Interesting tribute to Queen Fabiola.
Interesting tribute to Queen Fabiola.
In 1964, British Pathé took footage during King Baudouin and Queen Fabiola’s official state visit to the Empire of Japan. Enjoy lovely Crown Princess Michiko – always chic and beautiful. There is a charming true story that unites King Baudouin with then Crown Prince Akohito. During a diplomatic stop-over for the King in Japan, Crown Prince Akihito requested to speak to Baudouin privately.
This generated much nervous buzz in the Belgian embassy, as it was highly unusual. Akihito requested Baudouin’s help getting his letters to Michiko in Europe, since she was supposedly sent there to separate the two. Baudouin took all of the letters Akihito had been trying to get the Japanese diplomatic corps to deliver to Europe in the pouches and the King delivered them himself to Michiko.
Additionally, he spoke to the Emperor on the behalf of Akihito and Michiko, helping pave the way for a beautiful marriage of the now Emperor and Empress of Japan. That is why Akihito and Michiko felt quite close to Baudouin and Fabiola and undoubtedly why Michiko paid her respects at Fabiola’s funeral in December 2014.
This week we will start a new series from the German magazine, Story. They have done a special edition in honor of Queen Fabiola after her death on 5 December 2014. Their story is Fabiola in 7 Anecdotes.
Dry Cheese and Milk On The Windowsill
During Baudouin’s reign, the menu was very basic at the Castle of Laken. It was the royal couple themselves who often turned out the lights at night. According to close aids, the motto of the royal couple was “no ostentatious luxury” and as the saying goes in Dutch, “every nickel was turned seven times before being spent.”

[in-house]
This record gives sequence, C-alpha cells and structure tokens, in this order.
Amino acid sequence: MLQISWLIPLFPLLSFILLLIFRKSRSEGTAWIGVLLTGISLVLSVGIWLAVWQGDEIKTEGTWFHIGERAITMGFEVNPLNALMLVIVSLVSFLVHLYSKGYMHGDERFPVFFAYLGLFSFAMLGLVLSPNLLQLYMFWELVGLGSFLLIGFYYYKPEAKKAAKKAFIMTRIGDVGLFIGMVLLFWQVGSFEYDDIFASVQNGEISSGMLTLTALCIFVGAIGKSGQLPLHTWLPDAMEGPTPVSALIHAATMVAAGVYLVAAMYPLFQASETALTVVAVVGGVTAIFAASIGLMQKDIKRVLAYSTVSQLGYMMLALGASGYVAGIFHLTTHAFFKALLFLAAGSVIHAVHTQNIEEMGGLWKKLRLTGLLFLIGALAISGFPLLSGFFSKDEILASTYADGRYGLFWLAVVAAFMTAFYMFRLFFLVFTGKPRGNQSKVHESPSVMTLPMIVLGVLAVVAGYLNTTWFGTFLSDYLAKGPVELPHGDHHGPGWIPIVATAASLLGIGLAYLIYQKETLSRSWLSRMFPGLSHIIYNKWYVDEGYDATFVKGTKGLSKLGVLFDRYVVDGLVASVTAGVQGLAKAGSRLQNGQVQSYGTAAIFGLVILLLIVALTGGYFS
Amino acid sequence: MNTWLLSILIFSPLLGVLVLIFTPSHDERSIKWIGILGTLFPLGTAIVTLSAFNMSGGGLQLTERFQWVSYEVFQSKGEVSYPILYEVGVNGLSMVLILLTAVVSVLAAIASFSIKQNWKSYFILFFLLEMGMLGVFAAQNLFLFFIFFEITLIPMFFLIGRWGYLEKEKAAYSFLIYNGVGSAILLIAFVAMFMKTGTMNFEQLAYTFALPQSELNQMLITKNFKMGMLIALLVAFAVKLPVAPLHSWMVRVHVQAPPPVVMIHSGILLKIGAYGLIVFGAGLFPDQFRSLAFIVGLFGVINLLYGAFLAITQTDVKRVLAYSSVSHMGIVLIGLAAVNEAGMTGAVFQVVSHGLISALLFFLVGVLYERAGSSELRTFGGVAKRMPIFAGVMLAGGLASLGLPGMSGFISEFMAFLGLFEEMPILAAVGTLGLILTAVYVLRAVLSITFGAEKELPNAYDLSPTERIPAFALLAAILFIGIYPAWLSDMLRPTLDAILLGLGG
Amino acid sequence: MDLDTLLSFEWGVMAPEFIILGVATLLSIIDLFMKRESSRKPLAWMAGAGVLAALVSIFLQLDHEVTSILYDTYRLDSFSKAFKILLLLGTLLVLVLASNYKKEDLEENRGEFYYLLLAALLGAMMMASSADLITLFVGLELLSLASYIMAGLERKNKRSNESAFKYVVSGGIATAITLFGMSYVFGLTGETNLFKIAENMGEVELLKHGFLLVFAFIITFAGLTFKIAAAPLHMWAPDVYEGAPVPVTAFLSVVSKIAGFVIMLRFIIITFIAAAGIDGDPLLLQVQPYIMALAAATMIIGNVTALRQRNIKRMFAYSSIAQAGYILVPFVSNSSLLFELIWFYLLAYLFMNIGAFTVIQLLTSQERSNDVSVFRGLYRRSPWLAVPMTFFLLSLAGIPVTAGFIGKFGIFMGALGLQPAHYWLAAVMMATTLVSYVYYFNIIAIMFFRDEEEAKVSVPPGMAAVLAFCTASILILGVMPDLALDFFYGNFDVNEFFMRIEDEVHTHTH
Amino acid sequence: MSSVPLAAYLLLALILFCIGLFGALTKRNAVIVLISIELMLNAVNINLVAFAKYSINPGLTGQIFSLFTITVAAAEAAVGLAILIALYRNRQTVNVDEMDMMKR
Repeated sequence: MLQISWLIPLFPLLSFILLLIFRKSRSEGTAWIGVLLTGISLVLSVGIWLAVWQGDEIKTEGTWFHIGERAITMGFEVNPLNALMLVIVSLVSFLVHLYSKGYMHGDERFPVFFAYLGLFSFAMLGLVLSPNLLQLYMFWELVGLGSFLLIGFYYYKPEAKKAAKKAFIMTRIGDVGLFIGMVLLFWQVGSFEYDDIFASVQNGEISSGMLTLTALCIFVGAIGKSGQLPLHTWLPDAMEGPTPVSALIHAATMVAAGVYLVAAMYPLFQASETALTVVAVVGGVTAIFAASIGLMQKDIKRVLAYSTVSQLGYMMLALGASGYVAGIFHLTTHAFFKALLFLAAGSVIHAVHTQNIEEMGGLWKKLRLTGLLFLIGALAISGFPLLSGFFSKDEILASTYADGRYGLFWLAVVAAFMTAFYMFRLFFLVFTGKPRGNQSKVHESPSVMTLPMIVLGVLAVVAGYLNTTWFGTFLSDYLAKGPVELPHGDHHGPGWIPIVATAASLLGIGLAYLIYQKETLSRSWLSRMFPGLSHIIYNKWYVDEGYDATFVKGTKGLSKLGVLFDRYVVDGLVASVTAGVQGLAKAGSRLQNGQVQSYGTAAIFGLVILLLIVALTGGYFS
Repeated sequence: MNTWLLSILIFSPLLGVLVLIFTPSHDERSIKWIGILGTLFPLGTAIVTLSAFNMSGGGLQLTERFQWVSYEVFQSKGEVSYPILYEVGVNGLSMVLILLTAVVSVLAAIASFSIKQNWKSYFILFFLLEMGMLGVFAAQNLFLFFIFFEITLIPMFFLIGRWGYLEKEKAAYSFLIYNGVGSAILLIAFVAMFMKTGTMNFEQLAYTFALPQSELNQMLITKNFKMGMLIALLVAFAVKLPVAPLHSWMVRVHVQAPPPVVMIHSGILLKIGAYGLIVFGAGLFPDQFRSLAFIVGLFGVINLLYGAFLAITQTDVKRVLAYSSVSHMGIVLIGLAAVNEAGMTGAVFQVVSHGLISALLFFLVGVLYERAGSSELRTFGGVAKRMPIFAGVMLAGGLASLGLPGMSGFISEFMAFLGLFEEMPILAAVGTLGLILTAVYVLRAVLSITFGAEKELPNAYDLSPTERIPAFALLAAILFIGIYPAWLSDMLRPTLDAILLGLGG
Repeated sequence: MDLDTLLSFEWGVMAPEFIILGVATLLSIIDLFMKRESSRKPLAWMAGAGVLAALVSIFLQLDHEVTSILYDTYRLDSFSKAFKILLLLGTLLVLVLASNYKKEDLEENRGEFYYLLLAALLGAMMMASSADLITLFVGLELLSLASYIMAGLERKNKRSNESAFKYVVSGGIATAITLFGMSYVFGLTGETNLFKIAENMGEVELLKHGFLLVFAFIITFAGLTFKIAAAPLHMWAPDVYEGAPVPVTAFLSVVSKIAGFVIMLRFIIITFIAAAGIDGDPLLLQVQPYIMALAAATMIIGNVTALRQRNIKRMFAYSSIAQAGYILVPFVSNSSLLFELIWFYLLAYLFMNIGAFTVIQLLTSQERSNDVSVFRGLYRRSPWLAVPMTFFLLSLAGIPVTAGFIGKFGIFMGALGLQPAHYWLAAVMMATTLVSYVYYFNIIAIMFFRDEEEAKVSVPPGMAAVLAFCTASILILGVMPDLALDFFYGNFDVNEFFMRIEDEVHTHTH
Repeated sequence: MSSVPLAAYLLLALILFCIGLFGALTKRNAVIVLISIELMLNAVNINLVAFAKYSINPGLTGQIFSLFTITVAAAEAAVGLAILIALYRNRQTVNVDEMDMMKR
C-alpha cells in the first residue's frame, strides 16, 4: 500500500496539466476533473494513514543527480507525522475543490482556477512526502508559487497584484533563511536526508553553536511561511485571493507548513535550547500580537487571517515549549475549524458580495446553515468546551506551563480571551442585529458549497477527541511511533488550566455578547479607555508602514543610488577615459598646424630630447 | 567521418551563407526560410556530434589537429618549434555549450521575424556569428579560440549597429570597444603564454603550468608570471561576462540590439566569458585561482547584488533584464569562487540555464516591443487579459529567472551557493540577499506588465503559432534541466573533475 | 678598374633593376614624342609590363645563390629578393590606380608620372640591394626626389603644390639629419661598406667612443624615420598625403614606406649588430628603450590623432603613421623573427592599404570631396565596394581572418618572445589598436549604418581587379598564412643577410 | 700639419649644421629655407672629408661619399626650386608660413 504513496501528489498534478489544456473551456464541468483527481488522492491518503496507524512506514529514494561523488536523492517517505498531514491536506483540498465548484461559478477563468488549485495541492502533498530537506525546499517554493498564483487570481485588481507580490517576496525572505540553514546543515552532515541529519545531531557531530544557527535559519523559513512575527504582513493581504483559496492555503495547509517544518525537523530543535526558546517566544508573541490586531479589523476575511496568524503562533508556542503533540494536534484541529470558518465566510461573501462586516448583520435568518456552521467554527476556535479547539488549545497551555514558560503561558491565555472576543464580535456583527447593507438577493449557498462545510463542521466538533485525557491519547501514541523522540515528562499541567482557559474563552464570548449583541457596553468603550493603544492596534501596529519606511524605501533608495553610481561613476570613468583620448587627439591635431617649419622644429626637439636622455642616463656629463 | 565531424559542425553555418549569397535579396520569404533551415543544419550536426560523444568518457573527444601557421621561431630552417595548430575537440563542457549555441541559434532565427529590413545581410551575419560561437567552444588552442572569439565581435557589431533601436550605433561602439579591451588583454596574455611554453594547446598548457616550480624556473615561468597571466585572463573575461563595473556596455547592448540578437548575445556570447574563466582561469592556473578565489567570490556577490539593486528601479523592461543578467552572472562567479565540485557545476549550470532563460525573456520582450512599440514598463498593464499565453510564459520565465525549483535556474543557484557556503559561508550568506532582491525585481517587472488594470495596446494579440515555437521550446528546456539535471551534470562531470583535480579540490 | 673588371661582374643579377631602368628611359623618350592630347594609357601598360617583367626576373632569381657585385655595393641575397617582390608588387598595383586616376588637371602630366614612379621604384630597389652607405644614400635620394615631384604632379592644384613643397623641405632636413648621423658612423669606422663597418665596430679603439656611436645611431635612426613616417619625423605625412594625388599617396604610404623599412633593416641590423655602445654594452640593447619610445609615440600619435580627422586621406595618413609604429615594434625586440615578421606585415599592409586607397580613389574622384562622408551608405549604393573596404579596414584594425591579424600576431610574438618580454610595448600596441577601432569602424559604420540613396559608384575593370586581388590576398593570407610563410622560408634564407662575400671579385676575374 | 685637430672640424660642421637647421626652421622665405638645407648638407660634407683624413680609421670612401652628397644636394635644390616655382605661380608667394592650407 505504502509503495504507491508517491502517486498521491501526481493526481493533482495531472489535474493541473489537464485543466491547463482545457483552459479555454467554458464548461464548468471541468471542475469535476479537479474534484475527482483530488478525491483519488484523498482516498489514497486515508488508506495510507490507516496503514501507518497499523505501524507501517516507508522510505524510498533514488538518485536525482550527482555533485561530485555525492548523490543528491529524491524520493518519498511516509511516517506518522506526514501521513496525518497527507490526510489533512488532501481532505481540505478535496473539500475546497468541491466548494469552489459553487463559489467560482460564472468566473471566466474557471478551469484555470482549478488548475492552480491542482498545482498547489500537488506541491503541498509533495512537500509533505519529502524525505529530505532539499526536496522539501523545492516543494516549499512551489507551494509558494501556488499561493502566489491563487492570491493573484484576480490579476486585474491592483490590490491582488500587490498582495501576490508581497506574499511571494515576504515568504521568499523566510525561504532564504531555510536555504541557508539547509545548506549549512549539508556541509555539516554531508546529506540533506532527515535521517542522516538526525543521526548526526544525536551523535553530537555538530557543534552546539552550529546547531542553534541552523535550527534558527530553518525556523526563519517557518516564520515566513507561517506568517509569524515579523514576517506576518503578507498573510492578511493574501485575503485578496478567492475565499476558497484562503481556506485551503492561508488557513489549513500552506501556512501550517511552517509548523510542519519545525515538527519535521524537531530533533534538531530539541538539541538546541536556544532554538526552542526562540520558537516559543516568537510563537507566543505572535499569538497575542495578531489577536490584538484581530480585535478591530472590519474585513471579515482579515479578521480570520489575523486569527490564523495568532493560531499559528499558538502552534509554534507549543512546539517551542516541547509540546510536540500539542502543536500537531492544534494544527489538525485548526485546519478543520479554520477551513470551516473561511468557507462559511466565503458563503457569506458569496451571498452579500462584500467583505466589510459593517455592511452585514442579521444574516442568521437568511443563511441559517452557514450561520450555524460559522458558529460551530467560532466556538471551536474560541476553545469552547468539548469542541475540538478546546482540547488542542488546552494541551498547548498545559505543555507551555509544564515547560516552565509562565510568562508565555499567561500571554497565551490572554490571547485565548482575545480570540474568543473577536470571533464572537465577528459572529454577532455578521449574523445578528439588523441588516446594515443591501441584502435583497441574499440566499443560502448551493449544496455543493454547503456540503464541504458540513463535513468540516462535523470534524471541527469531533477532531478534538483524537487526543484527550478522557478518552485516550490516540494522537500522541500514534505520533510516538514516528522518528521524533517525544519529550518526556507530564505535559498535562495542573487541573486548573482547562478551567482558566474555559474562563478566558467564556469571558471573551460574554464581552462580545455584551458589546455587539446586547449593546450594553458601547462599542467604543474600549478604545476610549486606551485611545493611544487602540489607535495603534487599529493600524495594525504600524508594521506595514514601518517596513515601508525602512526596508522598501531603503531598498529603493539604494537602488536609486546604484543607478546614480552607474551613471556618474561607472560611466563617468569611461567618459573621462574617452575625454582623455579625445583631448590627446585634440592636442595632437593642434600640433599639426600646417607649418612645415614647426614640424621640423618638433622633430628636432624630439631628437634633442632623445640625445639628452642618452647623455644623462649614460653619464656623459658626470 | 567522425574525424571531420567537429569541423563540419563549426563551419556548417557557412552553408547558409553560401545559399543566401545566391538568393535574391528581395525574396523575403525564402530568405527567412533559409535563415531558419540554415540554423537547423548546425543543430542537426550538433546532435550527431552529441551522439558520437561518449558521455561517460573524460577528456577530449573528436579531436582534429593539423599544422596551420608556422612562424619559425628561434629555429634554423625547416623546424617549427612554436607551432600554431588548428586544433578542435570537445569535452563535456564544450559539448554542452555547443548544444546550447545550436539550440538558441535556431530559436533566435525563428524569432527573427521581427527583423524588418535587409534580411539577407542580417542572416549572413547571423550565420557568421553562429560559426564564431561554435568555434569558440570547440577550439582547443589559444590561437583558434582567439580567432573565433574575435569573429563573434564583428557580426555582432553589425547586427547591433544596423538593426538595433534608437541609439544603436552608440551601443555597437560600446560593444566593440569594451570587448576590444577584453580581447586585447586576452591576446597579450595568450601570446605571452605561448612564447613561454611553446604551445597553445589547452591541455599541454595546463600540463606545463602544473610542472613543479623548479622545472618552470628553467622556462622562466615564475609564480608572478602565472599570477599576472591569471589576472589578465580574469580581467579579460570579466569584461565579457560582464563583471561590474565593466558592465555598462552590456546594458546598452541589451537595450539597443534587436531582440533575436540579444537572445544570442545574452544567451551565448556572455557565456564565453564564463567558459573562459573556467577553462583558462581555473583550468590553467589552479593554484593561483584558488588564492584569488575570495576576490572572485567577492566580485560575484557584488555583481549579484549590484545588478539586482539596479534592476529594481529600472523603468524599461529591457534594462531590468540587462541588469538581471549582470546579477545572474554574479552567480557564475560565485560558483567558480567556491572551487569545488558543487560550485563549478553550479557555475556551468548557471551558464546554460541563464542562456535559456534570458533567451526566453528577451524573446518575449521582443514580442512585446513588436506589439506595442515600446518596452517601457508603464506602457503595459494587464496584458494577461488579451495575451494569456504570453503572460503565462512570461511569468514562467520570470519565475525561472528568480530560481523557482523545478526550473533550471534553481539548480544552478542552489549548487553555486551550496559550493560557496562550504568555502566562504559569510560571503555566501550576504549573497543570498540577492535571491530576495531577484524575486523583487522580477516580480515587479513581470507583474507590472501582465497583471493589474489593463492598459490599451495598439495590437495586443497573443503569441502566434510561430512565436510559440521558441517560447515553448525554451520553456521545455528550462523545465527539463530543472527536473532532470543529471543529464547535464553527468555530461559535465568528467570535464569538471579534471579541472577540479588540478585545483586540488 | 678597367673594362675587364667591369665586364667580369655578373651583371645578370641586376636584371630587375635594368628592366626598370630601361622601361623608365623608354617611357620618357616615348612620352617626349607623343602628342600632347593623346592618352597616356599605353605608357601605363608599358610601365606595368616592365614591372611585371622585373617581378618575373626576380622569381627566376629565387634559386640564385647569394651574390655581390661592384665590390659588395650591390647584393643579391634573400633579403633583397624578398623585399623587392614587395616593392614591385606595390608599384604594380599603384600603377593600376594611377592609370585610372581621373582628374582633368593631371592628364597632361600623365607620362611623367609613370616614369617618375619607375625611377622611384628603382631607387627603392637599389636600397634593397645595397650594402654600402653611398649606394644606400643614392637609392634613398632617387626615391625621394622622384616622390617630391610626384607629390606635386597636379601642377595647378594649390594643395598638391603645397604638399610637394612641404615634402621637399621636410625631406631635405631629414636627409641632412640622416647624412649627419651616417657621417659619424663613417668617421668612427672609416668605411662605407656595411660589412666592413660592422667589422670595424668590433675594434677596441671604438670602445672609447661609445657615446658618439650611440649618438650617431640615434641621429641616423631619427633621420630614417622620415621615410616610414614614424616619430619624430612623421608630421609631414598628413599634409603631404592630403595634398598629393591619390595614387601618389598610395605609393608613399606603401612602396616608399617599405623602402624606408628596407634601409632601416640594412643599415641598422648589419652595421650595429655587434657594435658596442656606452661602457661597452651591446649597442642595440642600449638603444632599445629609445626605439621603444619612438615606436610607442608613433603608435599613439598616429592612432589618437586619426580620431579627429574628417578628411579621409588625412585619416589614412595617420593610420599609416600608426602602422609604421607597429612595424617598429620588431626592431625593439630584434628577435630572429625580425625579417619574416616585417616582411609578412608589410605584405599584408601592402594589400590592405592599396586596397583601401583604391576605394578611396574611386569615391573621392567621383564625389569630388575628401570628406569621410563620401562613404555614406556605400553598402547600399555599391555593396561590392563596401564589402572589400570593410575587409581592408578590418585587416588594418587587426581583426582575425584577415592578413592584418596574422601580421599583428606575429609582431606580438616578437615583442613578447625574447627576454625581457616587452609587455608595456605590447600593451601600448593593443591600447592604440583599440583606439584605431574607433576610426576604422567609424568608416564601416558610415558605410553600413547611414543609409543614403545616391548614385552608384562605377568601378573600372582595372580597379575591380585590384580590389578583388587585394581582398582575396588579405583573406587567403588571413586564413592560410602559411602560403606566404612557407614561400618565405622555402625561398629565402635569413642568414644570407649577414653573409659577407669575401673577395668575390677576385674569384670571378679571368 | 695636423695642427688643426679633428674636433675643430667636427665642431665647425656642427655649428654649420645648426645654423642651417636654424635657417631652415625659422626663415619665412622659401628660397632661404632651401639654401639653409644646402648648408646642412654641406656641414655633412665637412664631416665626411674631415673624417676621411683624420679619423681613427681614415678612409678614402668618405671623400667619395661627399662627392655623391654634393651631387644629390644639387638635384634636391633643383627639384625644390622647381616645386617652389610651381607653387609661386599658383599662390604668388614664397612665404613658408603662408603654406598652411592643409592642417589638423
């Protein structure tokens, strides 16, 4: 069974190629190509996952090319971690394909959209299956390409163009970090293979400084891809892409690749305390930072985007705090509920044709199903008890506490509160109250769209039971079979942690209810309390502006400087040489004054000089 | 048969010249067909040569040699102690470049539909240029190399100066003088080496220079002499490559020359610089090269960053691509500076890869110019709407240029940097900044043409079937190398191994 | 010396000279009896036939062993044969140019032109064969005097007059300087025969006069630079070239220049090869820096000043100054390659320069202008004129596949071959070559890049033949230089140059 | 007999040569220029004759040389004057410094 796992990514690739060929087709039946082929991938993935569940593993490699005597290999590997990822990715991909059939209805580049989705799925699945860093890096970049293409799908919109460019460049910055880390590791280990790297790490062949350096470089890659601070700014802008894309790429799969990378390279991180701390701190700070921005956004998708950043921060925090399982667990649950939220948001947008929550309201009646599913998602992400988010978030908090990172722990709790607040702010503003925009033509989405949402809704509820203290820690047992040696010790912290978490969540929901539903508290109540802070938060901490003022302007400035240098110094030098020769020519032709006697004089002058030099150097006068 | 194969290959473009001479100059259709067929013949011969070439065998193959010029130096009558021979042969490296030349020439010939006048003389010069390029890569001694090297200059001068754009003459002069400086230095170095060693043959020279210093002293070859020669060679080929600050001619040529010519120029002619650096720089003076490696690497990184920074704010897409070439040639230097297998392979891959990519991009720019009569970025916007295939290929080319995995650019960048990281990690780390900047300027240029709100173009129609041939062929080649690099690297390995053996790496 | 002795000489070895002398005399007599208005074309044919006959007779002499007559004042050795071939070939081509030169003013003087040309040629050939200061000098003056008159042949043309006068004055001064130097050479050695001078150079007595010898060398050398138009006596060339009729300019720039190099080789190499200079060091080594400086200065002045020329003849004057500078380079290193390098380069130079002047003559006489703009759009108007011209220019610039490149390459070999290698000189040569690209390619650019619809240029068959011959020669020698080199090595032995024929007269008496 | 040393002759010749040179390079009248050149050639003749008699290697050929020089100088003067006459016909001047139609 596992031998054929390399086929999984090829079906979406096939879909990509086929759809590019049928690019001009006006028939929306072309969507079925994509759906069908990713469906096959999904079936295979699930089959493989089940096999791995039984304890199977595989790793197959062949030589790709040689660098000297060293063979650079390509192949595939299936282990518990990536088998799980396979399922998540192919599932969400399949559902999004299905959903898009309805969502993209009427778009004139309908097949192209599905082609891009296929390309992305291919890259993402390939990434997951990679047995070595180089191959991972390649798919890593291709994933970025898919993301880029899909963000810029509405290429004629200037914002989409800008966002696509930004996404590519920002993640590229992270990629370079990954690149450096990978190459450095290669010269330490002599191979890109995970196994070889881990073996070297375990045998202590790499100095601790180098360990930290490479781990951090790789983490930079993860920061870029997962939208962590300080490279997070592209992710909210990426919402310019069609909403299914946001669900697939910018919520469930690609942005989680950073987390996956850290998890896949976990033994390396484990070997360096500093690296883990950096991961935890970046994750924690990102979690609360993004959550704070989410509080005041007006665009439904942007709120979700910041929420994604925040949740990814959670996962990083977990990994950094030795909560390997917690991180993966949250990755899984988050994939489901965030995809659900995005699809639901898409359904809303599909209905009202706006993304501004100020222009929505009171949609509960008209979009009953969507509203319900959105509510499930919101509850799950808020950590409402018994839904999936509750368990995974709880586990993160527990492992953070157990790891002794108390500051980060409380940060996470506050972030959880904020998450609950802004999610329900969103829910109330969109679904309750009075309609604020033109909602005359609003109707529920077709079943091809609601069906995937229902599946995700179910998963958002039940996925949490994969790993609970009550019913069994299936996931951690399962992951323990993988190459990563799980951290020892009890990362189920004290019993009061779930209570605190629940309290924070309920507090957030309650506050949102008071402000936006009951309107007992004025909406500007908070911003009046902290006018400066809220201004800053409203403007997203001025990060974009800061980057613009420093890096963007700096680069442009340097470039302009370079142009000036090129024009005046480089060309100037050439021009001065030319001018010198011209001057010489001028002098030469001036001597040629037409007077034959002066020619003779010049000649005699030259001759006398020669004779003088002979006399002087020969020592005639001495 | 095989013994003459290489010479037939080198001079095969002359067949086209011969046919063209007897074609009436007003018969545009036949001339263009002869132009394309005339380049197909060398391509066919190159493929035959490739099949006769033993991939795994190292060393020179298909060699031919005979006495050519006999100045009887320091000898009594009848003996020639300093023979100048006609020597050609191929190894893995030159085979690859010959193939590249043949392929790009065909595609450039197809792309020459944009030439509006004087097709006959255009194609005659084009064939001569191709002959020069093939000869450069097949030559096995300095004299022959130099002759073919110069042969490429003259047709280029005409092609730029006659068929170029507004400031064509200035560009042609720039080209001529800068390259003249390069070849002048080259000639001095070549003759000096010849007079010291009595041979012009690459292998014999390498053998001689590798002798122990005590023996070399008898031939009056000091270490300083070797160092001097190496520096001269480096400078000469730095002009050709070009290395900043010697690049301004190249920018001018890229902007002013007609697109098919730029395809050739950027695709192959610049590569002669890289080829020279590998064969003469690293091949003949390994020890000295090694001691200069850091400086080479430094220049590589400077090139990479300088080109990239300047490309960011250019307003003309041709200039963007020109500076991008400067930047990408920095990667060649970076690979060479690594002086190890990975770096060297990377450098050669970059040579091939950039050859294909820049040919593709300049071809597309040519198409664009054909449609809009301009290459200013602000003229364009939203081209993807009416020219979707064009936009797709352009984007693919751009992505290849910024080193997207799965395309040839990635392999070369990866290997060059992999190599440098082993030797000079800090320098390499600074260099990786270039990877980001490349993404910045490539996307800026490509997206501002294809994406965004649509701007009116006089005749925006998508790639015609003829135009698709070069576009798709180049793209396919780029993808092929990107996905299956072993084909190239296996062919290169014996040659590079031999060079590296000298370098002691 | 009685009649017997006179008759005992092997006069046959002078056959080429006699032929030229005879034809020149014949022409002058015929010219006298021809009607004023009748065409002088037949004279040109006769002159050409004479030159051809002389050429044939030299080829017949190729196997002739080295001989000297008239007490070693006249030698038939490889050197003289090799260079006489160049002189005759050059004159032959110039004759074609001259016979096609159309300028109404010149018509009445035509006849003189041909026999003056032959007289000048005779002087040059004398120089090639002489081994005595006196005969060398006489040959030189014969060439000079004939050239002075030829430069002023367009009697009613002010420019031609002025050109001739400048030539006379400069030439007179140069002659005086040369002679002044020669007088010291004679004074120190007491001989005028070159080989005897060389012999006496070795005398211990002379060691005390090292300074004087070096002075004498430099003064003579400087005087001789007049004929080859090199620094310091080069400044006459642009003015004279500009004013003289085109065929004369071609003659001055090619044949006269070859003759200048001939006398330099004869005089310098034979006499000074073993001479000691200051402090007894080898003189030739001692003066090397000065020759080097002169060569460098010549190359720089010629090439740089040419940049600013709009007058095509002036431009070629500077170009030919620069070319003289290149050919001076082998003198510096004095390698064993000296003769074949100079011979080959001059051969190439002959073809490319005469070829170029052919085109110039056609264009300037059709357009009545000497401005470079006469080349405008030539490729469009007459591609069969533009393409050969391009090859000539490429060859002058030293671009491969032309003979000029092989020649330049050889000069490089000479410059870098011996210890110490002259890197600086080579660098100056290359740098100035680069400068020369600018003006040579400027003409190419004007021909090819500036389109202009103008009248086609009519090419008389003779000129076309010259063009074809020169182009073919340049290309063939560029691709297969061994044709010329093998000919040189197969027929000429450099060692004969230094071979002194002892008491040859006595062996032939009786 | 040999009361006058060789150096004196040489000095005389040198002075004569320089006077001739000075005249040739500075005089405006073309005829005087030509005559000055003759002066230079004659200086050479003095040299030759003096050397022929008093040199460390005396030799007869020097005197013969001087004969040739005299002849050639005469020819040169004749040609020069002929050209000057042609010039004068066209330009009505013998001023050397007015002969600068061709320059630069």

Even the receptions at the castle couldn’t be too expensive. A worker at the palace said that “it was a public secret that one didn’t eat very well at the palace back then.” At official ceremonies, staff had to make the rounds with “plates with dry cheese chunks, until people started laughing with it.”
Baudouin’s grand Marshal, Herman Liebaers, told how the royal couple received a thousand bottles of the grand-cru wine Hospice de Beaune as a wedding present. Sixteen years later, only fourteen bottles were empty. “When the weather was cold, the queen put the milk outside on the windowsill” says another worker at the palace. “She thought it was cozier and more homey than milk out of the fridge. But it was a strange sight seeing bottles of milk outside the window of the Palace of Laeken.”
Long after King Baudouin’s death, Fabiola took her own sandwiches with her when she was away during lunch. She would ask her chauffeur to stop for a while in a parking lot, so she could eat in the backseat. When she went away with her nieces and nephews on private occasions, she made the sandwiches herself.
I would like to thank a dear friend, Isabelle from Belgium, for her work as translator of this story. Thank you, my friend.
Belgian mail has released a set of new stamps featuring the late Queen Fabiola. This very attractive series will be available beginning January 26 in the larger Post offices or via Bshop and will cost 7,20 euros.
Baudouin and Fabiola had very clear and refined spiritual philosophies that combined to form a powerful love and caring for the Belgian people. As a shepherd king, Baudouin was known for the deep spiritual spring which bubbled up within his daily life embodying his personal dedication to his people, which dictated his daily aims and activities. He explained to a fellow pilgrim his purpose in being king was:
” to love his country,
to pray for his country,
and to suffer for his country. ” ¹
Paramount within him was his belief in the FIAT prayer that we ‘Always and everywhere be witnesses to the Lord.’ This dovetails exactly with Queen Fabiola’s remembrance card which states her simple and profound example to us all, reminding us to, Always say YES to God. May we always give thanks for those faithful pilgrims who have gone before us for their example to us as God’s children.
¹ from “Baudouin, King of the Belgians: The Hidden Life” by Cardinal Suenens.